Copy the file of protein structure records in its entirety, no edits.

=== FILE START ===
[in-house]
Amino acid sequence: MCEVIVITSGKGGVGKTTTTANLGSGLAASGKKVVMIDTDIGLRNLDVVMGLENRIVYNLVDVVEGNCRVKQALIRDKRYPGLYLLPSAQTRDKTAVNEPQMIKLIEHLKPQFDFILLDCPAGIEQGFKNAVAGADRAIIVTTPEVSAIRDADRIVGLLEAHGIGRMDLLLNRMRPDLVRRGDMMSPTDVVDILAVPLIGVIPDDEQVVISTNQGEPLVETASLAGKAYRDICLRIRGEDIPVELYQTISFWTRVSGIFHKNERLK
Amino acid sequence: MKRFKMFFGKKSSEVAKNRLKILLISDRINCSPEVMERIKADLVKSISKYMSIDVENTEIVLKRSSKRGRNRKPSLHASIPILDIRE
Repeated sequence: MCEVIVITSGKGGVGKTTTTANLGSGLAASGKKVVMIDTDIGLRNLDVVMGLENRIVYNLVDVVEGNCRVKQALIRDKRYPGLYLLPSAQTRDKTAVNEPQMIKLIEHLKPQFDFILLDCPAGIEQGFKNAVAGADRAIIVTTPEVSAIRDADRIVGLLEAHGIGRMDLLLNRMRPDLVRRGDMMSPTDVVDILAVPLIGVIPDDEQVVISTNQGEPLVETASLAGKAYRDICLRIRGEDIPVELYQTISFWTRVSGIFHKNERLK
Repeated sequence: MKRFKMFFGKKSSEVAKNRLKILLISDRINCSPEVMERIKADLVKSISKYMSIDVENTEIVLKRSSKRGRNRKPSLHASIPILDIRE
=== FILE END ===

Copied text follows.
[in-house]
Amino acid sequence: MCEVIVITSGKGGVGKTTTTANLGSGLAASGKKVVMIDTDIGLRNLDVVMGLENRIVYNLVDVVEGNCRVKQALIRDKRYPGLYLLPSAQTRDKTAVNEPQMIKLIEHLKPQFDFILLDCPAGIEQGFKNAVAGADRAIIVTTPEVSAIRDADRIVGLLEAHGIGRMDLLLNRMRPDLVRRGDMMSPTDVVDILAVPLIGVIPDDEQVVISTNQGEPLVETASLAGKAYRDICLRIRGEDIPVELYQTISFWTRVSGIFHKNERLK
Amino acid sequence: MKRFKMFFGKKSSEVAKNRLKILLISDRINCSPEVMERIKADLVKSISKYMSIDVENTEIVLKRSSKRGRNRKPSLHASIPILDIRE
Repeated sequence: MCEVIVITSGKGGVGKTTTTANLGSGLAASGKKVVMIDTDIGLRNLDVVMGLENRIVYNLVDVVEGNCRVKQALIRDKRYPGLYLLPSAQTRDKTAVNEPQMIKLIEHLKPQFDFILLDCPAGIEQGFKNAVAGADRAIIVTTPEVSAIRDADRIVGLLEAHGIGRMDLLLNRMRPDLVRRGDMMSPTDVVDILAVPLIGVIPDDEQVVISTNQGEPLVETASLAGKAYRDICLRIRGEDIPVELYQTISFWTRVSGIFHKNERLK
Repeated sequence: MKRFKMFFGKKSSEVAKNRLKILLISDRINCSPEVMERIKADLVKSISKYMSIDVENTEIVLKRSSKRGRNRKPSLHASIPILDIRE